The people at Starz use the word "epic" a lot. Fortunately, they have the shows to back it up. "Black Sails," which returns Saturday (Jan. 23),is a massive series ... and now has added a massive actor who seems to fit. Ray Stevenson is an engaging chap offscreen and a menacing soul onscreen. Here's the story I sent to papers:
By Mike Hughes
PASADENA -- Ray
Stevenson keeps visiting the supersized characters of movies and TV.
He's been two giant
Marvel men – Volstagg in the “Thor” films and The Punisher in
(logically) “The Punisher.” He's sailed the Mayflower and entered
King Arthur's court.
And now – as
“Black Sails” opens its season – comes maybe the biggest
character of all. “Edward Teach was 6-foot-4,” Stevenson said.
“The guy was a colossus.”
Stevenson, 41, also
happens to be 6-4 and big-bodied, but that seems less colossal
nowadays. Teach lived 200 years ago, building a reputation that gave
him his nickname – Blackbeard.
That makes him ideal
for “Black Sails” now. “(We) wanted someone to come in and turn
(things) upside-down,” said producer Jonathan Steinberg.
The show has merged
real-life pirates (Charles Vane, Anne Bonny) with the fictional ones
(John Silver, Captain Flint) from Robert Louis Stevenson's “Treasure
Island.” It always planned to add Blackbeard, Steinberg said. “It
was a constant process of, 'Is it time yet?'”
Now it is. Vane and
Flint have merged ... Silver has lost his leg ... the pirate island
has become vulnerable ... and Blackbeard can arrive, stirring things
up. He has brief-but-thunderous scenes in the opener Saturday, then
wedges himself into the plot next week.
“I was up for
Blackbeard on (NBC's) 'Crossbones,'” Stevenson said. “Then John
Under Malkovich, the
character was slim and sly; now he returns to his supersized form.
One might assume
Stevenson spent any non-acting years being a bodyguard or a
longshoreman or such. Actually, he was an interior designer.
As a kid in Ireland
and England, he had considered acting, then figured it was out of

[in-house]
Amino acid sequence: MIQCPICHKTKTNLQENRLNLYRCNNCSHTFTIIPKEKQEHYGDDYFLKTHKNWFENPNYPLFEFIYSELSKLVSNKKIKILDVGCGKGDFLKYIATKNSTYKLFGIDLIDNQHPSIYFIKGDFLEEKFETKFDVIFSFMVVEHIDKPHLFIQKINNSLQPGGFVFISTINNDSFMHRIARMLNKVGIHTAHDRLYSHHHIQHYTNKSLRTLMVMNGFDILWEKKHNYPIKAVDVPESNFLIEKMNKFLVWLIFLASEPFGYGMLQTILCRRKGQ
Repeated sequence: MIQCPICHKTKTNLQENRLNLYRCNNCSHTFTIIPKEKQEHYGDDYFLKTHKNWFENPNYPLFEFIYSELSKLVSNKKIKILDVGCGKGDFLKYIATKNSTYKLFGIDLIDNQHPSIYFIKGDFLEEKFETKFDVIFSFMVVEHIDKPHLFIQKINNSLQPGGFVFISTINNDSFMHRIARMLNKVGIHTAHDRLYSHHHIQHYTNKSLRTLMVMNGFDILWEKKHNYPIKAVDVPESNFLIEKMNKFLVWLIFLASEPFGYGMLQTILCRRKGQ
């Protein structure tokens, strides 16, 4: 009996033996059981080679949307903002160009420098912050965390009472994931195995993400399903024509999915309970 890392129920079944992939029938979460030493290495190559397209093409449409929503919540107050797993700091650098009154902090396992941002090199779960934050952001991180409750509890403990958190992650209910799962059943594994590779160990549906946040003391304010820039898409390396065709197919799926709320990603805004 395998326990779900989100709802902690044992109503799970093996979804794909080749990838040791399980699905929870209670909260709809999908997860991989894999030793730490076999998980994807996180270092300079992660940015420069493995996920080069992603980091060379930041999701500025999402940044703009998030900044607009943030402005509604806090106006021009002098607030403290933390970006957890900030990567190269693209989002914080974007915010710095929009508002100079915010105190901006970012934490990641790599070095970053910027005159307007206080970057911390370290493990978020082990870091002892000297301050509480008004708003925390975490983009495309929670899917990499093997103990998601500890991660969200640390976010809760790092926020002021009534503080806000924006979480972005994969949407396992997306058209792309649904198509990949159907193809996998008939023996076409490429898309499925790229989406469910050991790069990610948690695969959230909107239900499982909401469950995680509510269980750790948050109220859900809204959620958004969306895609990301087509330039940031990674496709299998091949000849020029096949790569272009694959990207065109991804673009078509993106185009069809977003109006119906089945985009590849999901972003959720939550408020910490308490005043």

reach. He went to art school , worked as a designer, then changed his
mind. At 29, he was finally out of theater school and getting small
roles ... and then bigger ones.
the role of a loyalist in “King Arthur” (2004); the next year, he
starred with Kevin McKidd in “Rome,” playing a character he
loved. “Titus Pullo literally changed my life.”
That's in a career
sense – starring in an epic HBO series – and a personal one. It
was while filming in Italy, Stevenson said, that he met Elisabetta
Caraccia. “She was my landlord; now we have three children.”
She's an anthropologist, which makes her “one of the greatest
people to travel with.”
As it happens, his
job includes lots of travel. “Black Sails” has built sprawling
sets in Capetown, South Africa, including giant ship replicas.
must pretend they're in maritime adventures. “In the storm
sequence, it was pretty easy to do that,” said Toby Stephens, who
plays Flint. “You had, like jet engines propelling water sideways
at us at about one hundred miles an hour. So that didn't take much
This is Stevenson's
second recent maritime tale, after playing a key Mayflower figure in
the “Saints and Sinners” mini-series. “I'm a history nerd ....
I love immersing myself in that sort of period.”
Especially when he's
on a re-created ship from two centuries ago. “They (were) at the
forefront of their technology,” he said. “The rigging on these
big ships is almost as complex as the electrical wiring on a 747. And
they opened the world.”
-- “Black Sails,”
9 p.m. Saturdays, Starz; second season starts Jan. 23
reruns often, including 10:03 and 11:07 p.m. Saturday; 10:35 a.m. and
1:40, 7 and 8:05 p.m. Sunday; 3:05 and 10 p.m. Tuesdays; 3:35 and 9
p.m. Wednesday; 10:40 p.m. Friday (Jan. 29); and 7:55 p.m. Jan. 30,
leading into the second episode.